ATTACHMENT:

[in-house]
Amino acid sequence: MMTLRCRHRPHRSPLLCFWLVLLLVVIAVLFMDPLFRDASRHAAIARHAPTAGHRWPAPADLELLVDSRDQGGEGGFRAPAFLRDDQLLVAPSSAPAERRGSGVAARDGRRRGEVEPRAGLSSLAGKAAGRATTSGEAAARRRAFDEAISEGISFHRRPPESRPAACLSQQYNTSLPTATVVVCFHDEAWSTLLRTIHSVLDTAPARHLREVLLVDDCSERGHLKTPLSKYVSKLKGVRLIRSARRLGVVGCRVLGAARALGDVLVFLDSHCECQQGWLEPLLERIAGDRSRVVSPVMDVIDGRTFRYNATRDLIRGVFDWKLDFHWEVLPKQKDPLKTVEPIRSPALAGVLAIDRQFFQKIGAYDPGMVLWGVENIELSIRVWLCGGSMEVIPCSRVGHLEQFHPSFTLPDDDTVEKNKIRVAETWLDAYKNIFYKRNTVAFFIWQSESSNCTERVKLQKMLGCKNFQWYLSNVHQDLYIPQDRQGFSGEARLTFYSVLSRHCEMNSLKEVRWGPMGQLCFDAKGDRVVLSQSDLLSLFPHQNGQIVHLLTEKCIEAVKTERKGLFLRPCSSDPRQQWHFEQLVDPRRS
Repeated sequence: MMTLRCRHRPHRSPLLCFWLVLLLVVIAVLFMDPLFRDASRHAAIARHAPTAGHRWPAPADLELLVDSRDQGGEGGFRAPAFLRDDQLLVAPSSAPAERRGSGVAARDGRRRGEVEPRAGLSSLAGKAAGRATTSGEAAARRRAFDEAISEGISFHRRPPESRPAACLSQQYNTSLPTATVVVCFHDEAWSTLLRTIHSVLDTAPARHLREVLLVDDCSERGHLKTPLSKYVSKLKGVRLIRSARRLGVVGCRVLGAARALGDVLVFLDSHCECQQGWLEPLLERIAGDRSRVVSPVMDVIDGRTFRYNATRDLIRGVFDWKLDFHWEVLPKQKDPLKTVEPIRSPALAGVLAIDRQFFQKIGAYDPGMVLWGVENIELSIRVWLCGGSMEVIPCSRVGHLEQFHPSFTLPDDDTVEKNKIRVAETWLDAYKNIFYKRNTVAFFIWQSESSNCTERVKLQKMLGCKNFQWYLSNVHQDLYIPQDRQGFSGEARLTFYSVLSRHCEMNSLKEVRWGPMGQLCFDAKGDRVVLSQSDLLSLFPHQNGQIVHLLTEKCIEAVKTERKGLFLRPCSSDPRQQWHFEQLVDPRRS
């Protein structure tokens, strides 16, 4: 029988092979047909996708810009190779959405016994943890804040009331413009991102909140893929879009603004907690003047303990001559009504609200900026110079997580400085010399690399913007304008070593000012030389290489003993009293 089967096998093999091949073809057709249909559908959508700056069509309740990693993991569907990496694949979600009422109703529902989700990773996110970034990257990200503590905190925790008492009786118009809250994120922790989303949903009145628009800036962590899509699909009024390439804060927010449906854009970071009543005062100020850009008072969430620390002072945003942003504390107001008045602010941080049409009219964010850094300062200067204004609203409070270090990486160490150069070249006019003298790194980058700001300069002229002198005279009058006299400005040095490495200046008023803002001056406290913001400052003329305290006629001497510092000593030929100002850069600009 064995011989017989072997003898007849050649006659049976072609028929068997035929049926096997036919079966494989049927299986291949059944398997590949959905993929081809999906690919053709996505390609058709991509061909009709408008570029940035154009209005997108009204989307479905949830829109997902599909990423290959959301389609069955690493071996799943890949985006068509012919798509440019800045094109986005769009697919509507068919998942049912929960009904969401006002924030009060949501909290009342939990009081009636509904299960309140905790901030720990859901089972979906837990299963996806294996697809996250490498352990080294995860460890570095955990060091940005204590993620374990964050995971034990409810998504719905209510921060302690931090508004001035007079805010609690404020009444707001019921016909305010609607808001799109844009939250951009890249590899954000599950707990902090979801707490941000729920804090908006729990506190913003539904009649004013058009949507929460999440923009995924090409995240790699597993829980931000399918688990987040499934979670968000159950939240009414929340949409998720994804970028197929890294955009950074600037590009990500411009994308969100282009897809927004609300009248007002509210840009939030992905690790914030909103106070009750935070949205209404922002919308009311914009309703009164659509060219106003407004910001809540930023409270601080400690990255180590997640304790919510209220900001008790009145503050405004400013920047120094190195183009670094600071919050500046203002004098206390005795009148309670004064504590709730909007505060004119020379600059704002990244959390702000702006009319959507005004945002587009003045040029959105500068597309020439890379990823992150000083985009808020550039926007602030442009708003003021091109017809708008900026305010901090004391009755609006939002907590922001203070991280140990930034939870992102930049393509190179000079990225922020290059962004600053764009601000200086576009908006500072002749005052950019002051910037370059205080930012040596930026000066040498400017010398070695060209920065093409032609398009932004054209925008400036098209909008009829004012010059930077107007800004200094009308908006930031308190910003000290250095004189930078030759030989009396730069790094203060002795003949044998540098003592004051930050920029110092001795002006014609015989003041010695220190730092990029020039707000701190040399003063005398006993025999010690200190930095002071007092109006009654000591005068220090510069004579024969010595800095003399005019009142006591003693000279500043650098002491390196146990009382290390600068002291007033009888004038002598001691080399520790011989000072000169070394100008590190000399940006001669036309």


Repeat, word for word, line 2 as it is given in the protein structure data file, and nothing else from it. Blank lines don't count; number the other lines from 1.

Amino acid sequence: MMTLRCRHRPHRSPLLCFWLVLLLVVIAVLFMDPLFRDASRHAAIARHAPTAGHRWPAPADLELLVDSRDQGGEGGFRAPAFLRDDQLLVAPSSAPAERRGSGVAARDGRRRGEVEPRAGLSSLAGKAAGRATTSGEAAARRRAFDEAISEGISFHRRPPESRPAACLSQQYNTSLPTATVVVCFHDEAWSTLLRTIHSVLDTAPARHLREVLLVDDCSERGHLKTPLSKYVSKLKGVRLIRSARRLGVVGCRVLGAARALGDVLVFLDSHCECQQGWLEPLLERIAGDRSRVVSPVMDVIDGRTFRYNATRDLIRGVFDWKLDFHWEVLPKQKDPLKTVEPIRSPALAGVLAIDRQFFQKIGAYDPGMVLWGVENIELSIRVWLCGGSMEVIPCSRVGHLEQFHPSFTLPDDDTVEKNKIRVAETWLDAYKNIFYKRNTVAFFIWQSESSNCTERVKLQKMLGCKNFQWYLSNVHQDLYIPQDRQGFSGEARLTFYSVLSRHCEMNSLKEVRWGPMGQLCFDAKGDRVVLSQSDLLSLFPHQNGQIVHLLTEKCIEAVKTERKGLFLRPCSSDPRQQWHFEQLVDPRRS